The end of the “hiatus”

Graham Lloyd in the Oz (not going to link) is pretty upset about the latest research showing that there is no significant difference between the rate of global warming over the 15 years since 2000 and that over the 50 years 1950 to 2000. The finding is the result of some corrections to data on sea surface temperatures, with the result that the estimated temperature at the beginning of the period is higher (so warming since 1950 is lower) and the fact that the period since 2014 has been the warmest on record.

Lloyd and others have popularized the term “hiatus” to refer to the slowdown which could at least plausibly be found in the data prior to this update and correction. Climate denialists capitalized on the ambiguity in this term to keep alive their beloved, but long discredited, “no warming since 1998, no significant warming since 1995” talking point.

For those interested, there’s a good analysis at Real Climate.

52 thoughts on “The end of the “hiatus”

  1. Faust, drawing down and sequestering 5 billion tonnes of atmospheric CO2 a year using biochar would probably require at least two Australias, so no one is likely to try that.

  2. Peter, with a $100 a tonne carbon price little or no natural gas would be used for electricity generation. That is clear from current costs of wind and solar generation. And their costs will continue to decline. And given the rapidly declining cost of electric cars it is clear that we can eliminate most oil use from transportation if we wish too, even though current electric cars on the market still command a premium over conventional vehicles. Now it is true that if all the various subsidies around the world that exist for electric cars were suddenly removed and replaced with just a $100 a tonne carbon tax, the electric car market would be in a pickle, but that’s not likely to happen and they will continue to come down in price. So with a $100 a tonne carbon price there’s not going to be a lot of CO2 emissions left to mop up, if the goal is to go carbon neutral. If the goal is to cut emissions by 80% which is sufficient for natural carbon sinks to start to draw down the quantity of CO2 in the atmosphere, then obviously that is much easier to accomplish.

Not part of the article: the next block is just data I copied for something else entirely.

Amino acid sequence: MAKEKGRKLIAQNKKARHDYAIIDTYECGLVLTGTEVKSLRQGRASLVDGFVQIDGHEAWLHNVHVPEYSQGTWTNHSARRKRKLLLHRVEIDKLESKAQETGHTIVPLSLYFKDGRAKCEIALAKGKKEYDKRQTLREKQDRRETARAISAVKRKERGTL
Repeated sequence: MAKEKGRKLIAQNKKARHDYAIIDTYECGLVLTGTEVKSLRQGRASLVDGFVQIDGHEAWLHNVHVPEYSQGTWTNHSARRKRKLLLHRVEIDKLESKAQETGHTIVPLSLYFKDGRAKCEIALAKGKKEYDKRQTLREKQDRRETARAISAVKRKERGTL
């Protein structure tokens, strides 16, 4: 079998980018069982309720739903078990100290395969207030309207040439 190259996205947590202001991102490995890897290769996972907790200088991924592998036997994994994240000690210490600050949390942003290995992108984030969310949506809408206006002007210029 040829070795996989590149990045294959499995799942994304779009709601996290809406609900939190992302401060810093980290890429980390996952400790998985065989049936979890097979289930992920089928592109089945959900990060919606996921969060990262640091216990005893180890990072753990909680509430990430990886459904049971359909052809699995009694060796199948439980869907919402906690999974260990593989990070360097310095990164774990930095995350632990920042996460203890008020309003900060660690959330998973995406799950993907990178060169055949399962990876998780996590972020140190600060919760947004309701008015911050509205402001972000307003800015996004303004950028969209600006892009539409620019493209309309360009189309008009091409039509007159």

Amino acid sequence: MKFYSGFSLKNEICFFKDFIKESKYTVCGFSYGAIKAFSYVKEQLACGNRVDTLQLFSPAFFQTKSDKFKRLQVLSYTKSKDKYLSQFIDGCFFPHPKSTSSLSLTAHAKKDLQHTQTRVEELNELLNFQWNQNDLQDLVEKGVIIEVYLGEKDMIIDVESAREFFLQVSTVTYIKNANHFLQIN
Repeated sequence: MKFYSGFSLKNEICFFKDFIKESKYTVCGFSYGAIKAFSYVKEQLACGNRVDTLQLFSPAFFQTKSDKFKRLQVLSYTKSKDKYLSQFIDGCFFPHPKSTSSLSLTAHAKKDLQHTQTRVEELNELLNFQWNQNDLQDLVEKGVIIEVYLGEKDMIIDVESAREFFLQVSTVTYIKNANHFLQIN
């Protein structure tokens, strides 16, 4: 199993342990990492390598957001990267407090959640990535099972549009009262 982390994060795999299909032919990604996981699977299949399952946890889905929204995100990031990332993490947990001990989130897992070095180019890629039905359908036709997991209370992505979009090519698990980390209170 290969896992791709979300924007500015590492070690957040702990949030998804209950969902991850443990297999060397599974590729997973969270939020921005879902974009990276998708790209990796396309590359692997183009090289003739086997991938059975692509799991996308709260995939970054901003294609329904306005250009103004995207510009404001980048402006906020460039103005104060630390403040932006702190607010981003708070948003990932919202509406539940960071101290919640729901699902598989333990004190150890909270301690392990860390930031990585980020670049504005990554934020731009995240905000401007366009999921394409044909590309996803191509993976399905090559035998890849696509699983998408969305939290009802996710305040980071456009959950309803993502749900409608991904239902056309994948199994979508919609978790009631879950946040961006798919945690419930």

And by the way, all else equal, if we suddenly devoted 3% of global GDP to building pyramids or something, after a period of adjustment wouldn’t that just reduce growth by 3%?

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